Source:Computational Biology and Chemistry, Volume 75
Author(s): Tahmeena Khan, Rumana Ahmad, Iqbal Azad, Saman Raza, Seema Joshi, Abdul Rahman Khan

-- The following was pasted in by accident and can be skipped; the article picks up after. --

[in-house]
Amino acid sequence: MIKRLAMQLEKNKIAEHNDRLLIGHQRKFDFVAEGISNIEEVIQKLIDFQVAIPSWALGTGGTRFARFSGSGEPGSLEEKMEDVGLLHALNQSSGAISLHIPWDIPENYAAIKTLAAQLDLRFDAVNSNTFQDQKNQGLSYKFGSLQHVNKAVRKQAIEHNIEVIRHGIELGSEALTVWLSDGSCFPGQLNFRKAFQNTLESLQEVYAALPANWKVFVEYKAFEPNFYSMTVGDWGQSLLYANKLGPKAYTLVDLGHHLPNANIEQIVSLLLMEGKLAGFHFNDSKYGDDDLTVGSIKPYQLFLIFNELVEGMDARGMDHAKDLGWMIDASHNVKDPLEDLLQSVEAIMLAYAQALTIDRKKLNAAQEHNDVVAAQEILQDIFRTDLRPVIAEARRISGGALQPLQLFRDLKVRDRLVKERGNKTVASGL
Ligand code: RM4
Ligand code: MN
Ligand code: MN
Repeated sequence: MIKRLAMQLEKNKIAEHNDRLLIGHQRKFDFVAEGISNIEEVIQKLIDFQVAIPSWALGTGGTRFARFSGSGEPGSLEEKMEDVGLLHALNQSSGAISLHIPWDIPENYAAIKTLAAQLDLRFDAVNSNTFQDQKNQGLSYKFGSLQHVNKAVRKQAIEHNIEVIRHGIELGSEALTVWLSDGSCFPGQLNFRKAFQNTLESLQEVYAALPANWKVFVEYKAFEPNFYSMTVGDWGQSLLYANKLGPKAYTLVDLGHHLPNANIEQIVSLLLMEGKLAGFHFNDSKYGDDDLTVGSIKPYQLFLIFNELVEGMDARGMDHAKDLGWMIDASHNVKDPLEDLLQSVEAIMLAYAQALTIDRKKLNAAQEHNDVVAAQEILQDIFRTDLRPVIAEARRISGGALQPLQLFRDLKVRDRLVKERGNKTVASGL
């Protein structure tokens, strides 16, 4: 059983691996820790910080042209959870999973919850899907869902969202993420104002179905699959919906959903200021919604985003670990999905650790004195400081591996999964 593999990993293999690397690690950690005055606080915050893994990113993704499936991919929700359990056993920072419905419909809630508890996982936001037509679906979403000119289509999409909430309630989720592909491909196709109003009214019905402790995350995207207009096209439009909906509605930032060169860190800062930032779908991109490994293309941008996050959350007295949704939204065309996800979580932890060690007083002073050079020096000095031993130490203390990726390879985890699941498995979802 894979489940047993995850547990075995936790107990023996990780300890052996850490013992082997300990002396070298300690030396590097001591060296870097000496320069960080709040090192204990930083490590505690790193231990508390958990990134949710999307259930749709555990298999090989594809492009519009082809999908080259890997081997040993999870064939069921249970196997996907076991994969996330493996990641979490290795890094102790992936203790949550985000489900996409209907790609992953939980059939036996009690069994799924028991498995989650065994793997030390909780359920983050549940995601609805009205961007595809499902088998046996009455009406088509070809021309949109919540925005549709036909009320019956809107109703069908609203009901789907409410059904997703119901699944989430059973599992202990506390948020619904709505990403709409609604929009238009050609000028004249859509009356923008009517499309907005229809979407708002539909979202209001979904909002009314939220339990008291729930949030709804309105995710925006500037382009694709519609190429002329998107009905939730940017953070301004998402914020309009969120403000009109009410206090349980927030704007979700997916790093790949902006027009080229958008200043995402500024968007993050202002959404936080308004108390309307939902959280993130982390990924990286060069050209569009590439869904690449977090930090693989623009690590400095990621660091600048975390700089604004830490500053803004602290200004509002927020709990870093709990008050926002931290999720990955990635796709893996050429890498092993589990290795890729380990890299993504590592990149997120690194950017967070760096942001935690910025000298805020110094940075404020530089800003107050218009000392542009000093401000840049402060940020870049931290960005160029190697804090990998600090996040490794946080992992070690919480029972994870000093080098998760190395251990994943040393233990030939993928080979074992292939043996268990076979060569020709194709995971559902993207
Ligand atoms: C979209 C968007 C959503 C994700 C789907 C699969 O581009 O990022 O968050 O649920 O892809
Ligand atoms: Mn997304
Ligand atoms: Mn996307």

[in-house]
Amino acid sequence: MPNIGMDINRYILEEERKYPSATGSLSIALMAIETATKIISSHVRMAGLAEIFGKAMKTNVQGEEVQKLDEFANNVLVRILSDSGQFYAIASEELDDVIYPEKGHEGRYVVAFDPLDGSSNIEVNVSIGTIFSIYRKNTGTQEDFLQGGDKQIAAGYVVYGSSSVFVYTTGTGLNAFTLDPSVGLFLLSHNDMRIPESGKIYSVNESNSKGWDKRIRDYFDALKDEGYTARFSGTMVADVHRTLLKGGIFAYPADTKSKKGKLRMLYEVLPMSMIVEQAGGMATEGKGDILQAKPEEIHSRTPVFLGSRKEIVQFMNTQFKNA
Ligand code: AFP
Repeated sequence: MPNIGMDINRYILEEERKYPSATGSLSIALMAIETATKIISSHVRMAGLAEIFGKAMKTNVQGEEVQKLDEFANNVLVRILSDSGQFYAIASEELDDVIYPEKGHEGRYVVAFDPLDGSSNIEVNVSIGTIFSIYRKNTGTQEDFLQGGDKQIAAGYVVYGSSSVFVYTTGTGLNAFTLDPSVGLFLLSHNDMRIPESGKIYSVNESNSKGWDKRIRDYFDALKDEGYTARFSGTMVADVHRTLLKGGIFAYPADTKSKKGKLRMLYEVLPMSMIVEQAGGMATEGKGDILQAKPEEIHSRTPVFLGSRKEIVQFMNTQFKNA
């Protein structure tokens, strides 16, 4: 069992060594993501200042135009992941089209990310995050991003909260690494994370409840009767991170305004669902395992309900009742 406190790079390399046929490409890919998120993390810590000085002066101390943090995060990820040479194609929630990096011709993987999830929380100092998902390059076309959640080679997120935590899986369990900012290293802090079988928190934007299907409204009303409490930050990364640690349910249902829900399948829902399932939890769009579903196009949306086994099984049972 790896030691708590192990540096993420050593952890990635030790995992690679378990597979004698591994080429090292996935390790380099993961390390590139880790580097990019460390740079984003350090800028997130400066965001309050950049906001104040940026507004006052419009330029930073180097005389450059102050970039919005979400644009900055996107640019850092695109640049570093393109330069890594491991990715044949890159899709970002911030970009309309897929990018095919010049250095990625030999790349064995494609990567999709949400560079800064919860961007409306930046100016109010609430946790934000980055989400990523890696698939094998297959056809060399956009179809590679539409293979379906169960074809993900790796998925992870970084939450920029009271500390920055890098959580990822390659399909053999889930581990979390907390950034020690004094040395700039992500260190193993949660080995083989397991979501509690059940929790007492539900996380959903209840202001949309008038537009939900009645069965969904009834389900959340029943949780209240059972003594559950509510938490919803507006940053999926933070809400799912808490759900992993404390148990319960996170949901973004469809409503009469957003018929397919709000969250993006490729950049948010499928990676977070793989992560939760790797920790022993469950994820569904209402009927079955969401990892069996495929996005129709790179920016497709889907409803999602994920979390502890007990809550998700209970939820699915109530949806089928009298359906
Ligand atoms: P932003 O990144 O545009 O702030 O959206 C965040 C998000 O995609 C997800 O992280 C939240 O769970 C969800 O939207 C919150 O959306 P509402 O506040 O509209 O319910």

The present paper deals with in silico evaluation of 32 virtually designed transition metal complexes of 2-butanone thiosemicarbazone and N,S,O containing donor hetero-ligands namely py, bpy, furan, thiophene, 2-picoline, 1,10-phenanthroline, piperazine and liquid ammonia. The complexes were designed with a view to assess their potential anticancer, antioxidant and antibacterial activity. The absorption, distribution, metabolism, excretion and toxicity (ADMET) properties of the chosen ligands were calculated by admetSAR software. Metabolic sites of different ligands likely to undergo metabolism were predicted using Metaprint 2D. The proposed complexes were also evaluated for their drug-like quality based on Lipinski’s, Veber, Ghose and leadlikeness filters. Druglikeness and toxicity potential were predicted by OSIRIS property explorer. The pharmacokinetic properties and bioactivity scores were calculated by Molinspiration tool. Bioactivity scores of the complexes were predicted for drug targets including enzymes, nuclear receptors, kinase inhibitors, G-protein coupled receptor ligands and ion channel modulators. Molecular docking of selected Fe(II) mixed-ligand complexes was performed using AutoDock version 4.2.6 and i-GEMDOCK version 2.1 with two target proteins namely Ribonucleotide reductase (RR) and Topoisomerase II (Topo II). The results were compared with three standard reference drugs viz. Doxorubicin HCl, Letrozole (anticancer) and Tetracycline (antibiotic). Multivariate data obtained were analyzed using principal component analysis (PCA) for visualization and projection as scatter and 3D plots. Positive results obtained for hetero-ligands using admetSAR version 1.0 indicated good absorption and transport kinetics of the hetero-ligand complexes through the human intestine and blood-brain barrier. The hetero-ligands were predicted to have no associated mutagenic effect(s) also. However, none of the hetero-ligands was predicted to be Caco-2 (human colon cancer cell line) permeable. Most of the hetero-ligands and the parent ligand (2-butanone thiosemicarbazone) were predicted to undergo Phase-I metabolism prior to excretion using MetaPrint2D software. Pharmacokinetic evaluation of the proposed complexes revealed that all complexes displayed drug-like character and were predicted to have no apparent toxic side-effects. All the proposed complexes showed moderate to good biological activity scores (−5.0 to 0.0). Mixed complexes with bpy, 2-picoline and 1,10-phenanthroline showed significant bioactivity scores (as enzyme inhibitors) in the range 0.02–0.13. Likewise, good docking scores were obtained for Fe (II) complexes with the same ligands. [FeL(2-pic)2] displayed the lowest binding energy (−6.47 kcal/mol) with respect to Topo II followed by [FeL(py)2] (−6.14 kcal/mol) as calculated by AutoDock version 4.2.6. With respect to binding with RR, [FeL(2--pic)2] again displayed the lowest binding energy (−7.21 kcal/mol) followed by [FeL(py)2] (−5.96 kcal/mol). On the basis of docking predictions and various other computational evaluations, four mixed-ligand complexes of Fe in +2 oxidation state with py, bpy, 2--picoline and 1,10-phenanthroline were synthesized with 2-butanone thiosemicarbazone. All the synthesized Fe complexes were characterized using various spectroscopic techniques and tested for their potential anticancer activity in vitro against human breast carcinoma cell line MDA-MB 231 and human lung carcinoma cell line A549 cell line using MTT assay. [FeL(2-pic)2], [FeL(bpy)], and [FeL(py)2] were found to exhibit significant antiproliferative activity with IC50 values in the range of 80–100 μM against breast and lung cancer cells. The synthesized Fe complexes also displayed mild antioxidant activities. The synthesized and studied Fe complexes have the potential for development into future anticancer agents if analyzed and modified further for improvement of their ADMET, solubility and permeability criteria set for potential drug-candidates.